Hunt for the Wilderpeople

Hunt for the Wilderpeople ★★★★

”I didn't choose the skuxx life, the skuxx life chose me.”

Taika Waititi is without a shadow of a doubt one of the most off-kilter and outgoing voices working in the indie sphere today. His third directorial effort, the magnificent mockumentary ’What We Do In the Shadows', saw the cineaste gain an international projection he hadn’t had until that point in time; this albeit the fact that his two previous films had already been well-reviewed, even if with little exposure. Hunt for the Wilderpeople finds Waititi at his most eccentric, and quite frankly, at his most brilliant. It’s an oddity of a film but an absolute delight to see unfold. Wilderpeople cements Waititi as a talent to keep an eye on for the future.

Clever, whimsical writing and a unique visual signature are Taika’s most distinct assets. His sensibilities and idiosyncrasies are unmistakable, the same way Edgar Wright’s or Wes Anderson’s imprints are one of a kind. Taika’s vision is the spine of his films. They have a unique DNA.

The way he’s able to play with the absurd and subvert it to comical effect is absolute genius and you see that a lot in Hunt for the Wilderpeople. He presents a plotline that’s unmistakably far-fetched and folly without jeopardizing the film’s emotional core. He offers a mad ride that’s nonetheless true at heart. Here we have the tale of a fat kid and his foster father and how they run away from the popo for five months in the middle of one of New Zealand’s forests. Throughout this journey we see pigs getting slaughtered, fake bodies being burn, a white man be mistaken for an Asian and the whole army chasing a 13 year old. But in the midst of such zaniness, there’s also plenty or warmth and feeling to this coming of age tale.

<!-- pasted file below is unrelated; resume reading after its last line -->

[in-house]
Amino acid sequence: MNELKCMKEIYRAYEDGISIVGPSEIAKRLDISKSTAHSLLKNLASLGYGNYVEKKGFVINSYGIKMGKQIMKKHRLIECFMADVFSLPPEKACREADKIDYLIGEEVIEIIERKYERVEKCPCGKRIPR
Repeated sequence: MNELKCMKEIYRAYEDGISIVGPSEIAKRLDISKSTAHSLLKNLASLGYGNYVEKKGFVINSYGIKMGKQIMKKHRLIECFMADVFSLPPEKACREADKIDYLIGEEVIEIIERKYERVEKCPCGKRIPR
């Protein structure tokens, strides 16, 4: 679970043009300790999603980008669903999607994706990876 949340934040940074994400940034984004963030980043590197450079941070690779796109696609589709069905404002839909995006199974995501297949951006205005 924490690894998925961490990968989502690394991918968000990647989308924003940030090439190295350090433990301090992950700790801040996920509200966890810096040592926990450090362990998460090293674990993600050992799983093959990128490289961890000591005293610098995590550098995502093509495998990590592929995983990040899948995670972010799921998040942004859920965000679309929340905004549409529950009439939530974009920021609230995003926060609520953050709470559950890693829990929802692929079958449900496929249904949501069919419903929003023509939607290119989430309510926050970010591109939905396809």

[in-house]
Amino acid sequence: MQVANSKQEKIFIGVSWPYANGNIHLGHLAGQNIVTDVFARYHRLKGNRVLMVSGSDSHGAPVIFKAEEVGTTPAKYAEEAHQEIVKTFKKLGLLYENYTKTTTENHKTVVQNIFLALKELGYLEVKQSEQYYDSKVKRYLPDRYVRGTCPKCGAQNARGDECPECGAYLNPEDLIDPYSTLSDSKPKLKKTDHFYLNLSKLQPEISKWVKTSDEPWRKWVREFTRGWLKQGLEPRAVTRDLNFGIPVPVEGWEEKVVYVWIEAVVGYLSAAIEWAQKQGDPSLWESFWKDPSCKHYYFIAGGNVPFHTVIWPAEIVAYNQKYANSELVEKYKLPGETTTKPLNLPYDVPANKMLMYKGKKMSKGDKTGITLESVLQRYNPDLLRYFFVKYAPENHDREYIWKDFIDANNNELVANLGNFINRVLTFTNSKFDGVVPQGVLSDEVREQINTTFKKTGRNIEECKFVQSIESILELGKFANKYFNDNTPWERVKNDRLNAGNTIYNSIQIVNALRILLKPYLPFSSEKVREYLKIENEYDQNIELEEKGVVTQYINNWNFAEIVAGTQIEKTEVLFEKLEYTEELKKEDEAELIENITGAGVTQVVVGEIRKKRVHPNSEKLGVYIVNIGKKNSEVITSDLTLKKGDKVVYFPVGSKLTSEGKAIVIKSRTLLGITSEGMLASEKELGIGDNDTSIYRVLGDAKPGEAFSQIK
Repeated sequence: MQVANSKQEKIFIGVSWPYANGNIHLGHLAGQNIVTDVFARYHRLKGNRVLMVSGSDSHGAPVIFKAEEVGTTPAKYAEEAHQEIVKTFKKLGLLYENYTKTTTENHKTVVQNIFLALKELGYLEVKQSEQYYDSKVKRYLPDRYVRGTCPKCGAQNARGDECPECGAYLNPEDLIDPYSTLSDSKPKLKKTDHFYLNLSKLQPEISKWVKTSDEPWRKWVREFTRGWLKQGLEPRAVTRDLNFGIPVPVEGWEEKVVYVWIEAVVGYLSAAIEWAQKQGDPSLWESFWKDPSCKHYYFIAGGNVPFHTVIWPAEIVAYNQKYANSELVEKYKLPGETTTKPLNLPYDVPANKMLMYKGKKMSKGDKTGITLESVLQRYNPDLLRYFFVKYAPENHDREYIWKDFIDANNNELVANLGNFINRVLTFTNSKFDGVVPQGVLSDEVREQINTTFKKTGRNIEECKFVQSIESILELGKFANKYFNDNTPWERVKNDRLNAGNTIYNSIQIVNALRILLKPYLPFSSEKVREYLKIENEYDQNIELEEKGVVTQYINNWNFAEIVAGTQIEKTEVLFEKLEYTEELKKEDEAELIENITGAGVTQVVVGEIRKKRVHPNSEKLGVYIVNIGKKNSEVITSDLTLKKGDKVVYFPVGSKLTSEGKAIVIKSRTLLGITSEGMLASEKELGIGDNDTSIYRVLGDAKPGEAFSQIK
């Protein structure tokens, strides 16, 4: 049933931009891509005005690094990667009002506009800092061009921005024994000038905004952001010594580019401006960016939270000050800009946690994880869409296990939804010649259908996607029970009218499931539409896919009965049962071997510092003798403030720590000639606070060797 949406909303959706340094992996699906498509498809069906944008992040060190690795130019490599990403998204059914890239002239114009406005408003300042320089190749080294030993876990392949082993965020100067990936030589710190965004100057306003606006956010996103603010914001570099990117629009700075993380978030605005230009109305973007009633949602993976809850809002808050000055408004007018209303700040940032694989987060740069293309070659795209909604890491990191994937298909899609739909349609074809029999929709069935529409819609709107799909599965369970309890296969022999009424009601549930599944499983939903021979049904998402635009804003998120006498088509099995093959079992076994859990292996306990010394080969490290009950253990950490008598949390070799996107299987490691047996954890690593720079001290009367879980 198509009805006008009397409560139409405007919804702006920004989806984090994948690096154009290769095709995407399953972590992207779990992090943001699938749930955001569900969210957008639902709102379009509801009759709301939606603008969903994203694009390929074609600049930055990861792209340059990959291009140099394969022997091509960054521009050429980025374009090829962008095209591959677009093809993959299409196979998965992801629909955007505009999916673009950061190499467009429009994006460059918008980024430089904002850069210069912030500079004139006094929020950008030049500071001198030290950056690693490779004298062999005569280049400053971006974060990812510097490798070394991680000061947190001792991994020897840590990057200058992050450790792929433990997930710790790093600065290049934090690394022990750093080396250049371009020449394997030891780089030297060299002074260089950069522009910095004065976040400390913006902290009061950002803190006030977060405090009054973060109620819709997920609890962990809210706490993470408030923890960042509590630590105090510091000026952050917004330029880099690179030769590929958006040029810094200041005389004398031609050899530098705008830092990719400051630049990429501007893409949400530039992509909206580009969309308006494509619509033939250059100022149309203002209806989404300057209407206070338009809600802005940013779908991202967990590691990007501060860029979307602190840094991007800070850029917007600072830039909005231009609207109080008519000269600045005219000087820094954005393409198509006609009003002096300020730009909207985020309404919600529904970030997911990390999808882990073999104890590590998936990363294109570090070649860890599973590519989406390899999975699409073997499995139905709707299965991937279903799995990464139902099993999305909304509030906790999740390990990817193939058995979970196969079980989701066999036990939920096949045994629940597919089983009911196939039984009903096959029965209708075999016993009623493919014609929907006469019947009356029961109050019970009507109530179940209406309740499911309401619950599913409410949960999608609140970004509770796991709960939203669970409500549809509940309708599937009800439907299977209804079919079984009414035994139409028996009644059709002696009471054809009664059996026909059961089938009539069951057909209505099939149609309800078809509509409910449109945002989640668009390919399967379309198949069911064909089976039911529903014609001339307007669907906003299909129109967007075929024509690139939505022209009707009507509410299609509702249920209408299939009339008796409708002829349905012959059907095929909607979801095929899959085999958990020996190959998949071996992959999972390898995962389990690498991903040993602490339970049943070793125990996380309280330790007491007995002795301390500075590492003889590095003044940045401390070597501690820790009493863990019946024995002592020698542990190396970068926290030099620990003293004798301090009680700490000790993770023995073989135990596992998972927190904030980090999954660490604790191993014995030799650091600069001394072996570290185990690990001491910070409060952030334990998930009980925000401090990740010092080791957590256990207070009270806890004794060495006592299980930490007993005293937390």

Much of Wilderpeople’s success is due to Taika’s quirky, but precise, storytelling qualities, but one must not forget the actors who carry the film on their backs. On one hand we have Julian Dennison, an unheralded newcomer, and on the other, we have veteran star Sam Neill. The off-and-on playful provocations and harasses between the two of them are fundamental. Not only do they provide the film a lighter tone but they emphasize the genuine chemistry the two actors share. Dennison's instinct for comedic timing surprises – as he plays a character that’s both a true blood skuxx and a cute chubby kid – and Neill on that same note awes with a phenomenal comeback performance.

Taika’s work is so wonderfully bizarre and consistent that I can’t help but to be quite enthusiastic about his next feature film – even if it is a standalone Thor installment. Even my brain can’t process the fact that I’m a bit excited to see the sequel to one of the least captivating superheroes in the Marvel Universe. It will be interesting to see how Taika does his transition from a 2.5 million dollar indie project to a biblical-sized 250 million dollar monster of a blockbuster. Let’s pray that he’s able to maintain his wit and heart. His short ’Team Thor’ sure shows promise!